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E-cigarettes: No smoke without fire?

Posted on 18th December 2014 by

Evidence Reviews

They come in all manner of colours, flavours, shapes and sizes. Their industry is predicted to be worth £130 million, and their popularity is increasing.[1] They’ve spawned the Oxford English Dictionary’s “word of the year” and now you can even see them on television. But are e-cigarettes the salvation of the 12 million smokers in the UK, or is “vaping” another habit our society needs to kick?

So how do they work?

The principle is relatively simple: in traditional cigarettes tobacco leaves are burnt, releasing smoke to be inhaled into the lungs and thereby delivering a payload of around 5,000 chemicals to the system, including nicotine (making them addictive), various carcinogens (substances which cause cancer), tar (making fingers and teeth yellow), and carbon monoxide (stopping red blood cells and organs getting the oxygen they need).[2] When exhaling, those around the smoker then get a dose of the above through second-hand smoke.

E-cigarettes have some important differences. The concept behind them is that instead of tobacco a cartridge of solution is vaporised and inhaled, thereby exposing the user to addictive nicotine and, in theory, limiting their intake of other harmful substances. This has led to the Medicines and Healthcare Regulatory Agency (MHRA)[3] indicating e-cigarettes could be less harmful than tobacco. The device is battery powered, and can be fitted with flavoured cartridges (chocolate anyone?) which contain different concentrations of nicotine.[4] Some have even had an LED light added to more fully simulate the smoking experience. Ultimately the idea is that they can be used as an aid for those who want to quit, or act as a less harmful alternative for smokers.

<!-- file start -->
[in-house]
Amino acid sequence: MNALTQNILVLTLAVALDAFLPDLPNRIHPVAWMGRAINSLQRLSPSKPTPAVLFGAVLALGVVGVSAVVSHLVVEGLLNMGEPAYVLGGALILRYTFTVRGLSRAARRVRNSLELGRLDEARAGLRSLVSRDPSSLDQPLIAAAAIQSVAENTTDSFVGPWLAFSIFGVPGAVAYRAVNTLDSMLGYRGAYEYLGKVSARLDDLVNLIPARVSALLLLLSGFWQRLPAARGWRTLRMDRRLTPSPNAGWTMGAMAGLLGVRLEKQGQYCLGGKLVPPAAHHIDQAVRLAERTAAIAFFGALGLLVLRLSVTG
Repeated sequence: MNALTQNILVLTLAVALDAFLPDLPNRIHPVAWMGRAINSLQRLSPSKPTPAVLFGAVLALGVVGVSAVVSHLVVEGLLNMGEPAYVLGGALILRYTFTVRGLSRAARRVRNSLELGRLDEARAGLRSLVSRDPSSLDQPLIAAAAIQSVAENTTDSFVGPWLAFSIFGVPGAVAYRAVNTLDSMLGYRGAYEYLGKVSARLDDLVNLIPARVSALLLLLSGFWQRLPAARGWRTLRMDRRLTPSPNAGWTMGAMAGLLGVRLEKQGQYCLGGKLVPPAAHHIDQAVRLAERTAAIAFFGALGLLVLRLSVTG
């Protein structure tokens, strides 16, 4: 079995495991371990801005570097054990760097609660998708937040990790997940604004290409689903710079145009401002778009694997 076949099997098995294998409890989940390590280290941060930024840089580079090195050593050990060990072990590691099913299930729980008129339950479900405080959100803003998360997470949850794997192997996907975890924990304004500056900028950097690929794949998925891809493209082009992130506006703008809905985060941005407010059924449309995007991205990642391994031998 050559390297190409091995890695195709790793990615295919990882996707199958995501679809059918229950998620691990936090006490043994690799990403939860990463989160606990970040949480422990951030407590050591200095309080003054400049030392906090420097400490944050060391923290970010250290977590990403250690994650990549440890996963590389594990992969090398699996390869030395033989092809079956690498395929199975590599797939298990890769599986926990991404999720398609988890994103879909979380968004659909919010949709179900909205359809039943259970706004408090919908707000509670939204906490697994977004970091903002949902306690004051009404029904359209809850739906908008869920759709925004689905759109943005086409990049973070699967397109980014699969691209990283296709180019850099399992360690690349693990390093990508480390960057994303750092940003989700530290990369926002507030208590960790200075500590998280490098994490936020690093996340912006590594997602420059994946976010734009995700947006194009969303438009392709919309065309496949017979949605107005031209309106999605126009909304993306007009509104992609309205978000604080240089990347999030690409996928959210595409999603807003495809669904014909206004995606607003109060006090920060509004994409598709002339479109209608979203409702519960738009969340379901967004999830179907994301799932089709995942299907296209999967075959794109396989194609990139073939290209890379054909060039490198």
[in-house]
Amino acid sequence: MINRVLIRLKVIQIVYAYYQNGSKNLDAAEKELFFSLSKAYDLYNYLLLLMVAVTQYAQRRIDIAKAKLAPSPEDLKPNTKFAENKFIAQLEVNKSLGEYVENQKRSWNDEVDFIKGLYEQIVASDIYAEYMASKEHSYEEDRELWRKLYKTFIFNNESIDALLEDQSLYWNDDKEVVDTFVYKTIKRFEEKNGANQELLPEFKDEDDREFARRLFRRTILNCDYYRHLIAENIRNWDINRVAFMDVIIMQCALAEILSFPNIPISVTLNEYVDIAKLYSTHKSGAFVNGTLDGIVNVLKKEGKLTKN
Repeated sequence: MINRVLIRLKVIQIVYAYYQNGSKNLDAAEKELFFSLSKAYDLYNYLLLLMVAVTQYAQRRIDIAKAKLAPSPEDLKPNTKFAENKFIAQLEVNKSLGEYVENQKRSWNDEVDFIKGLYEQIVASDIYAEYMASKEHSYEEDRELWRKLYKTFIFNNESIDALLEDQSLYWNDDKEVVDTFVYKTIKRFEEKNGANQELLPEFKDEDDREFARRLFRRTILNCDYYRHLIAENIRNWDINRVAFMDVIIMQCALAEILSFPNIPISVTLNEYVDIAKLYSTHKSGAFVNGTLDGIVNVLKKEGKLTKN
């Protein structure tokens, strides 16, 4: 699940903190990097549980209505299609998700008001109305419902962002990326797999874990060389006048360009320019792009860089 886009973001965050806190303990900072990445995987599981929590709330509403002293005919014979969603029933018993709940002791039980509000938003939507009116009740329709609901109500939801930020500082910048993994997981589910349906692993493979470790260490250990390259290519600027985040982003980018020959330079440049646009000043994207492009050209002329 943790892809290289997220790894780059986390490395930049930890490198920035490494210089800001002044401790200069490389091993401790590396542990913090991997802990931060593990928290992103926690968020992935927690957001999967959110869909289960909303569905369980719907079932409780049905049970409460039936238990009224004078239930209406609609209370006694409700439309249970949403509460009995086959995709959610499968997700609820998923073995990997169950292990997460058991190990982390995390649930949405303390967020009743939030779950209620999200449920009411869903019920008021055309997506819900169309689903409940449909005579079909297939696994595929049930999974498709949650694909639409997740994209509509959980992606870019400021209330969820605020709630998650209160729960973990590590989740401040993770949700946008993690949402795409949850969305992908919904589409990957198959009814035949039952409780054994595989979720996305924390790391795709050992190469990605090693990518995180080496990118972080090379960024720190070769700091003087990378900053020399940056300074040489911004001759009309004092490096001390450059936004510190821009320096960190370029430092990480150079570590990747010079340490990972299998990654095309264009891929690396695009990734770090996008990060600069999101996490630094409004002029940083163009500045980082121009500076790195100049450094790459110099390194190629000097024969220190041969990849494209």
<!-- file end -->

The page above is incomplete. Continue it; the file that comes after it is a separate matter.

What does the evidence say?

choice?So are e-cigarettes all they’re cracked up to be? A recently published Cochrane review concluded that there is evidence that users of nicotine e-cigarettes are more likely to stop or reduce their smoking in the long term compared those who used e-cigarettes with no nicotine (the placebo).[5] However, the authors do point out that more studies are needed to confirm the effectiveness of e-cigarettes and to further compare the devices with more traditional methods of quitting smoking. This compliments a report published earlier this year by the World Health Organisation (WHO) into electronic nicotine delivery symptoms (or ENDS) which noted the potential effectiveness of vaping in attempts to reduce or stop smoking, but concluded more research was needed.[6]

As to the health effects of vaping, a small study conducted for the BBC’s “Trust Me, I’m a Doctor” focused on the biological effects of electronic cigarettes by comparing samples from smokers and vapers, finding that while the nicotine levels delivered were similar in both groups, amounts of carbon monoxide and a given carcinogen were “significantly lower” in the vapers. The researchers also found no evidence that passive vaping affected people nearby, and noted that their findings were in line with similar, larger studies.[7]

However, when the US’s Food and Drug Administration carried out a small scale investigation into two leading brands they found some concerning results. While they found that the variability between products meant they could not give a definite answer as to the contents of e-cigarettes generally, the samples they did analyse contained detectable amounts of carcinogens and toxic chemicals. They also found that the quality control used in the manufacture of the products was “inconsistent or non-existent”, and most intriguingly of all that nicotine cartridges labelled as containing “no nicotine” did in fact contain low-level amounts of the addictive substance.[8]

Ultimately the WHO and British Medical Association (BMA) are still concerned about the lack of evidence, with both organisations not only calling for greater regulation of the devices but encouraging a ban of their usage in public and work places until we know more about their long-term effects.